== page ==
Those who know me and/or read this blog know I am not a believer in total sacrifice of my own health and life as a caregiver for Mom. The dying process has challenged me somewhat, in that I did expect I would want to be with her at the moment of her death. There is the question of whether she would want any of her kids here when she died that influenced my ease in leaving her from time to time. There is the pain of looking at her in this state that makes me need to leave sometimes. And my own health concerns me. My resting heart rate had been near or above 100 since Saturday, causing me to feel like I am having the longest hot flash ever recorded. When Mom was in distress and I could speak in a comforting way to her, I wanted to be here. But she has been unresponsive since midday Sunday. We talked to her and kept music in her ear, not knowing if anything got through. I am here today because concentrating on anything else is impossible. I feel stress about missing work, but I don’t trust my ability to perform well while waiting for the call that my mother died.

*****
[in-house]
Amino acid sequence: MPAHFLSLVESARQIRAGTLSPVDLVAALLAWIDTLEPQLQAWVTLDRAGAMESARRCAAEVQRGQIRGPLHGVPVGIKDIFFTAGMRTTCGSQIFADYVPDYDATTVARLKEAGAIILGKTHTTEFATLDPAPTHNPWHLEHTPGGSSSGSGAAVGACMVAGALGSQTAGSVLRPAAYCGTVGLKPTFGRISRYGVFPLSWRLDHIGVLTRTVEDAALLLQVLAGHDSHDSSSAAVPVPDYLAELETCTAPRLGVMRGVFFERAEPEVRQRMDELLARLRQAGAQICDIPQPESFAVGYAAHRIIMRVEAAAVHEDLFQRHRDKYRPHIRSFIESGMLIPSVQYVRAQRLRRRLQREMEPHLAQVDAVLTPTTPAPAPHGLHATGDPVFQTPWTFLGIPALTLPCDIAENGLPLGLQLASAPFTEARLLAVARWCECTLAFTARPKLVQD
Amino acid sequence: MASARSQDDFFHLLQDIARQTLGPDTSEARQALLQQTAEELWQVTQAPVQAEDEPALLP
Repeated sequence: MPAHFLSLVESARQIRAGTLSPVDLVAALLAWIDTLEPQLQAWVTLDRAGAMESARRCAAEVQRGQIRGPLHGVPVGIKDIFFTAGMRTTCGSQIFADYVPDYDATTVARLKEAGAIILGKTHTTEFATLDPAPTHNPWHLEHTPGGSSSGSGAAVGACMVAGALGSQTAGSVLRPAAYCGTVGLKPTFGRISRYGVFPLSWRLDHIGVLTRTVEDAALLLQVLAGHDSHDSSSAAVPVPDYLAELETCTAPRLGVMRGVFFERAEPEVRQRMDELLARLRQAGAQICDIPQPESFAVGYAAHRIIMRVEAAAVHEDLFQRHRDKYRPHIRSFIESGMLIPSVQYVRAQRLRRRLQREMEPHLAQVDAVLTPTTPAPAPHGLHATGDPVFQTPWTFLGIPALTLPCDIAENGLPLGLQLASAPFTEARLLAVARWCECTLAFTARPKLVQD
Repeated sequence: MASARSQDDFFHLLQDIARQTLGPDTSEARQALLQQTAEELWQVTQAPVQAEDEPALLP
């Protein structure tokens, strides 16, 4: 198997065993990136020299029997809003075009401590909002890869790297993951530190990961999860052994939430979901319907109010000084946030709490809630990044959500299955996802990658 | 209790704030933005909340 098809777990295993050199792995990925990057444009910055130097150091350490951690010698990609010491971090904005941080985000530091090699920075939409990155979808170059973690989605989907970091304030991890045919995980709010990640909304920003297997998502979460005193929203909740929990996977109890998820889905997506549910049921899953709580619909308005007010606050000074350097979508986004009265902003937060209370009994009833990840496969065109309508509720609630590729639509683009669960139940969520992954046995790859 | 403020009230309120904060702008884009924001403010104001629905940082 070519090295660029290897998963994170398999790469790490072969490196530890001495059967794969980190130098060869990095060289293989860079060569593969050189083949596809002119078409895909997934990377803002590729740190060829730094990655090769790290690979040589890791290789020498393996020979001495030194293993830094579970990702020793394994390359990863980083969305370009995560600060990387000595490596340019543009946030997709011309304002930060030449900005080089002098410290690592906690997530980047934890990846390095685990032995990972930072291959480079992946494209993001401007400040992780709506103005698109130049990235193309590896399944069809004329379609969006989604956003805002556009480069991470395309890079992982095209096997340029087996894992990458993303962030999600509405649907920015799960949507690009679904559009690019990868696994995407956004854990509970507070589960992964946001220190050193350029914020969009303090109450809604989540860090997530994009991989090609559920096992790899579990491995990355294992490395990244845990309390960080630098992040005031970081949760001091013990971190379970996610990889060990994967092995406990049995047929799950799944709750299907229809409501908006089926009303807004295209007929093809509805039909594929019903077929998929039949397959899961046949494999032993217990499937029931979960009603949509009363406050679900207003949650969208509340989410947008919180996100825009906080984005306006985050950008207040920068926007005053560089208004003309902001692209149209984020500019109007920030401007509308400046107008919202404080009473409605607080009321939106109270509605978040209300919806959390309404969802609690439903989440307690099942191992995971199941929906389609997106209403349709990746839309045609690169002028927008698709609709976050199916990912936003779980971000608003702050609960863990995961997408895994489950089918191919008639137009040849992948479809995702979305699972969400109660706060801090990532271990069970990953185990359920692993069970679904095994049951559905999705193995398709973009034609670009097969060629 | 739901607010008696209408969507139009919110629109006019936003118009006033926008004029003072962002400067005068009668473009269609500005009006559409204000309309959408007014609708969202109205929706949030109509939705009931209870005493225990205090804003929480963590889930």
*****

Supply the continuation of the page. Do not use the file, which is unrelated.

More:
Nurses and I have recommended to her today that she let go. I just blasted Handel’s Messiah when it came on, inviting her to go out to that music that she loved so. It may seem inappropriate to wish strongly for a mother’s death. But if anyone has earned the peace of eternal rest, it is Bonnie Caldwell.
I played canned classical music from my phone until Jeff arrived with an iPod loaded with Mom’s favorites: the Magic Flute, Der Rosenkavalier, Barber of Seville, Ravel piano concerto and Resphigi Ancient Airs and Dances. Today, Peter, Paul and Mary. Laura and I are singing along. Patrick’s here, too.